“The high quality and accessibility of our healthcare system is indeed something to be proud of,” according to Irmgard Krooneman of the University Medical Center Groningen (UMCG). “At the same time, we cannot close our eyes to the fact that financing healthcare poses a problem for a particular group of people. Another point of concern is the power that health insurance companies hold.” In the Heyendael Manifesto for Better and Affordable Care of April this year, twelve key opinion leaders within the Dutch healthcare system advocate a framework agreement with a strong substantive focus. “Within the current system there are still many ambitions to be realized, and a system change will cost a lot of time and energy that is better spent on objectives concerning the content.”
Ambition equals innovation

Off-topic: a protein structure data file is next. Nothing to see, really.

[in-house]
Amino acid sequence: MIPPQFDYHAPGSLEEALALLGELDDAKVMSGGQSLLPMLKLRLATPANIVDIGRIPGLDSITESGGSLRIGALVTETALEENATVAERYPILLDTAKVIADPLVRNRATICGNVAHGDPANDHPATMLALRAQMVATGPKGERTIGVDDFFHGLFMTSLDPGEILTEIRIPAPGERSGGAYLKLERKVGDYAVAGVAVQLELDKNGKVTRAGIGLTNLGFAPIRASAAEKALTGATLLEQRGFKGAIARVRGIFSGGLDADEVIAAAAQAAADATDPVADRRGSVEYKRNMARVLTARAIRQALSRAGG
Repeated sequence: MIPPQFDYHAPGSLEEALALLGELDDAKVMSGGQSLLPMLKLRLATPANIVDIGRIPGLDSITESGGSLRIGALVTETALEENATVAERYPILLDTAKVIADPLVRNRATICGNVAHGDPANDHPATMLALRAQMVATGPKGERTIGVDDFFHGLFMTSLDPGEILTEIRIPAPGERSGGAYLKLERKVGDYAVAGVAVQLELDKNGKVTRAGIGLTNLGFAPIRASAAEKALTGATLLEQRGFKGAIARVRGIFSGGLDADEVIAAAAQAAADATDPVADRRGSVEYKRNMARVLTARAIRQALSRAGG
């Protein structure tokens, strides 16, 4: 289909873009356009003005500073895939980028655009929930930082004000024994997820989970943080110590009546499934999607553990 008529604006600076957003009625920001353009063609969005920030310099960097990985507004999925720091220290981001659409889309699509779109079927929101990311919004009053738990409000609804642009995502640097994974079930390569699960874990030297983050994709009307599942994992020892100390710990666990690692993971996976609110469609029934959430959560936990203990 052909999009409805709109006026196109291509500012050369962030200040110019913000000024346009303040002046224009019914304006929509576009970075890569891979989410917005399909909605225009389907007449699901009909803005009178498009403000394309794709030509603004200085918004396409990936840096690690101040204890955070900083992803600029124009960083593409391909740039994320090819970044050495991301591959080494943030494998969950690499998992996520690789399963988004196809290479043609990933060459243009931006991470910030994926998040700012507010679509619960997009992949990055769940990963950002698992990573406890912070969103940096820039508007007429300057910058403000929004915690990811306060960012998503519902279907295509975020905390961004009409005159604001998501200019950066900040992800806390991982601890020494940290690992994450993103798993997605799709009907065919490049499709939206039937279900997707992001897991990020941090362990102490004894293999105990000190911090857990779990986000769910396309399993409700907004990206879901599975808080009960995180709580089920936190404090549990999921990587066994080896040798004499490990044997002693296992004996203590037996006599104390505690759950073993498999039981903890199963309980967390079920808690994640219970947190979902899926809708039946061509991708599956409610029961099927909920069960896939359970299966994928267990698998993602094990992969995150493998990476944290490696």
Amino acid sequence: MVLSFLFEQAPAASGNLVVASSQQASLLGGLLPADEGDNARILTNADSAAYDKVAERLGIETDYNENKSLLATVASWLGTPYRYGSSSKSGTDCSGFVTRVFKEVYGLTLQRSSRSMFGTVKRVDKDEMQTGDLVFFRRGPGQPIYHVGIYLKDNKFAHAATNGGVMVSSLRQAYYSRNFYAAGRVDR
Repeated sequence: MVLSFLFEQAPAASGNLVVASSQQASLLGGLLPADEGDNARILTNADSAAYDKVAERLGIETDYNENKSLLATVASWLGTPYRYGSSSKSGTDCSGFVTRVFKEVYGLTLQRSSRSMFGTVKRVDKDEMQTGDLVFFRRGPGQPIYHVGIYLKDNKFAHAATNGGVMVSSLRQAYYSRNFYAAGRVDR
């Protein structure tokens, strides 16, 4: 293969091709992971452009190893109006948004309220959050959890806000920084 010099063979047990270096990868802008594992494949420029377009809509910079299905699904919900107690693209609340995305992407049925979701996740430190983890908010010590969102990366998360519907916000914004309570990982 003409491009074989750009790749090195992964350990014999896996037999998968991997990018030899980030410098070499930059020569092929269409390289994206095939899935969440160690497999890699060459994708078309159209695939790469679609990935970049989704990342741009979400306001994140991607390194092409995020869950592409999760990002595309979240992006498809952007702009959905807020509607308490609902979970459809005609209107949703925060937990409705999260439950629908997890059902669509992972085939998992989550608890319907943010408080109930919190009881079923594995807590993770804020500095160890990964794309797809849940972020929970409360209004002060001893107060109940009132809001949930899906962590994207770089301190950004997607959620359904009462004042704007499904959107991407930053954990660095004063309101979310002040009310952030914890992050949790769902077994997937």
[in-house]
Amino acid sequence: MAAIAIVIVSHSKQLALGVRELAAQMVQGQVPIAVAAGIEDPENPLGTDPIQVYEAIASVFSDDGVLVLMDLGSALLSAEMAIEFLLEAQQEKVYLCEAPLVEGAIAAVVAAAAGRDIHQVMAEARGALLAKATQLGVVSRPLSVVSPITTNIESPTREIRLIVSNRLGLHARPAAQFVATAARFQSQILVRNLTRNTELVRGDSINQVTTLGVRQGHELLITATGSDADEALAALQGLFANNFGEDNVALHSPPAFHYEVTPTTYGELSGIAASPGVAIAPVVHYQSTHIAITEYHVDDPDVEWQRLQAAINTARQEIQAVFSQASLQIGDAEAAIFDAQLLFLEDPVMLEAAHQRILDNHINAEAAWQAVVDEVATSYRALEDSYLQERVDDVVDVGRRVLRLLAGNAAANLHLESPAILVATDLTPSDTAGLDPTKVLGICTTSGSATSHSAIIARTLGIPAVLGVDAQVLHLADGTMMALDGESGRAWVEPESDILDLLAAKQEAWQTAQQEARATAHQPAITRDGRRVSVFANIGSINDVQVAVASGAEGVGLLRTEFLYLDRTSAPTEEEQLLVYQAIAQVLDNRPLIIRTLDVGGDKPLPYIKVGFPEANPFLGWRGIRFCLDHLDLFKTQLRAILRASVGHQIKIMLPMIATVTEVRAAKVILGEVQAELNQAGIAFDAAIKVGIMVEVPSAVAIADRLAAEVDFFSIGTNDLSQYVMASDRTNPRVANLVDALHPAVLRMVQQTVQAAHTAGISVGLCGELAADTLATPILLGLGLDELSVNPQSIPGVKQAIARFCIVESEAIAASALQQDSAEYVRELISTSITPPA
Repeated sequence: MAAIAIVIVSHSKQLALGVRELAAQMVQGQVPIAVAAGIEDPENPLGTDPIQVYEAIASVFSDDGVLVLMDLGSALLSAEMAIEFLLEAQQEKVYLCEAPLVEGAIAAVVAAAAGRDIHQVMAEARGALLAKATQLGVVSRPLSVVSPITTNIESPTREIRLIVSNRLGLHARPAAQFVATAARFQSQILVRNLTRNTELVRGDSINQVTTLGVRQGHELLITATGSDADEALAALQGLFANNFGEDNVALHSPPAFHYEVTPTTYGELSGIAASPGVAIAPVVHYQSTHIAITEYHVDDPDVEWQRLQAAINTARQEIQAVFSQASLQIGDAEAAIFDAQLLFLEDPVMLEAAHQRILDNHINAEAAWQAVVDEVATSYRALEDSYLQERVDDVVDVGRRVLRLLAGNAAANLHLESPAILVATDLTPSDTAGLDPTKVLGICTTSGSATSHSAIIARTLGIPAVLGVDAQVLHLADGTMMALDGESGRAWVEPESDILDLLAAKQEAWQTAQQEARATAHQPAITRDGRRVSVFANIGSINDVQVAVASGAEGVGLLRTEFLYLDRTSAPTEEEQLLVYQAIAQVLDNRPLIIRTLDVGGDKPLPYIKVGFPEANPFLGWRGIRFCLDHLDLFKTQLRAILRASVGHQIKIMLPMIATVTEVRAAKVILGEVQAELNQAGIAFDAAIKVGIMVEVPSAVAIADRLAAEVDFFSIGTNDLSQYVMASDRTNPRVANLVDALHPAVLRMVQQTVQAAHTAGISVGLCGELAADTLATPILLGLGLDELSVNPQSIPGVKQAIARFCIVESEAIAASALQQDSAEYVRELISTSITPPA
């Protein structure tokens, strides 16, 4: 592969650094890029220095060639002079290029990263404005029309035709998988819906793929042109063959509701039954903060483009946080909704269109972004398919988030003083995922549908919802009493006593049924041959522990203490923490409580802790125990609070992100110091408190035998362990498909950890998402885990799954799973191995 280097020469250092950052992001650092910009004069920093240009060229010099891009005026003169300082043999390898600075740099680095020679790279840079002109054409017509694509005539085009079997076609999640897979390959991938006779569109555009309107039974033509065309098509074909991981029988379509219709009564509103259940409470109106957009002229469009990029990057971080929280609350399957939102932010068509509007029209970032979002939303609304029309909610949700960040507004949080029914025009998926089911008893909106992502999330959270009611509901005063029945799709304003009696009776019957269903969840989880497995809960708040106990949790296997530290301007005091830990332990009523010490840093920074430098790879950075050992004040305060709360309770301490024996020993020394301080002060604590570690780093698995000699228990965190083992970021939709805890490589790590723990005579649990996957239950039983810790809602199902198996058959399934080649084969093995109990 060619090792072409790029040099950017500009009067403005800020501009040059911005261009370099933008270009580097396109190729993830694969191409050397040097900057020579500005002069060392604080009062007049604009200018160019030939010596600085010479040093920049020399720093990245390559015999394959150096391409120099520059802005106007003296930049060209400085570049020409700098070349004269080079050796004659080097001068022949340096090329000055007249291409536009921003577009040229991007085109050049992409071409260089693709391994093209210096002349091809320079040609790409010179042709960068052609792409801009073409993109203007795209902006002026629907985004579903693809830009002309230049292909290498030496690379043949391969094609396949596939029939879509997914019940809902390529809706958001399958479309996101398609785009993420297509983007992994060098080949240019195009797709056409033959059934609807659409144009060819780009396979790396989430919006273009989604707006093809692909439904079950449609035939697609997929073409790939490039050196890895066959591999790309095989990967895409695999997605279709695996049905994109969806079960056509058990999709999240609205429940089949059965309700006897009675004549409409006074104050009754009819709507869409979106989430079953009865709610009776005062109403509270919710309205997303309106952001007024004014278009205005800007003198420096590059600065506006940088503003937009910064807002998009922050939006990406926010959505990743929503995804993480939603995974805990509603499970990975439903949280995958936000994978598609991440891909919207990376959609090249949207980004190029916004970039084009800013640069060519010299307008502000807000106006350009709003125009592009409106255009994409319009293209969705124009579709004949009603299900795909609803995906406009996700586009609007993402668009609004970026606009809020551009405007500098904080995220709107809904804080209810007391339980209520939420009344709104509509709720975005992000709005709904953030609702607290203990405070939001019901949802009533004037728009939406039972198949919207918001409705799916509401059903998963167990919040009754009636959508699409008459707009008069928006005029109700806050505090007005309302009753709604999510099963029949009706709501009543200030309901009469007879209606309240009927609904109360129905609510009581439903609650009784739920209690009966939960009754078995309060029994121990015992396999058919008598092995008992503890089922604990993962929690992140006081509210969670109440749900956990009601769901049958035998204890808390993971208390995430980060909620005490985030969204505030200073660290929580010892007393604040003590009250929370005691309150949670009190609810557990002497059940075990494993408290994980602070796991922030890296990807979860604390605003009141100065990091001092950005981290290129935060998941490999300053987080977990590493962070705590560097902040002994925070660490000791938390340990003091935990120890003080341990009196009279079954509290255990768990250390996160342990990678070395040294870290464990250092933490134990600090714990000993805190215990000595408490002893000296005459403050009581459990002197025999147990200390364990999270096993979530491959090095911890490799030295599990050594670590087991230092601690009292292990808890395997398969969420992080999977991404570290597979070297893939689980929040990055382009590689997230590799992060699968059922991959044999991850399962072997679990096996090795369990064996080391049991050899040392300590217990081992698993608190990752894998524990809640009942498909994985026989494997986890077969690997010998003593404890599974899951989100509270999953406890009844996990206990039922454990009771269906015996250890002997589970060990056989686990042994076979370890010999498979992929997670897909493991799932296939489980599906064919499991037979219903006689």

To me, the word ‘innovation’ triggers topics like e-Health, startups and new technologies. I talked to Koen Harms, co-founder of the startup Cair. On their website, clients were able to select their caregivers themselves from a pool of screened independent nurses. After its successful launch, the startup unfortunately failed to overcome its initial obstacles. Investors wanted certainty about obtaining care contracts and insurers would only grant their approval if certain investments had been made. Is this kind of catch-22 typical of the innovation climate of the Netherlands? “The preconditions for promising startups are not yet ideal. Renewing the current contracting and funding formats could lead to a boost in innovation.”
“The role that hospitals play is changing,” says Koen. “Hospitals are going to become hubs where different kinds of healthcare come together. Rather than huge buildings, hospitals will become places for undergoing treatments and monitoring.” In addition, he expects developments such as blockchains to have a big impact. “In 20 years, information and funding systems will no longer be controlled by certain parties, but through a network. Patients will be able to really make their own choices and buy their own care. This will mean a lot for the organization of healthcare.”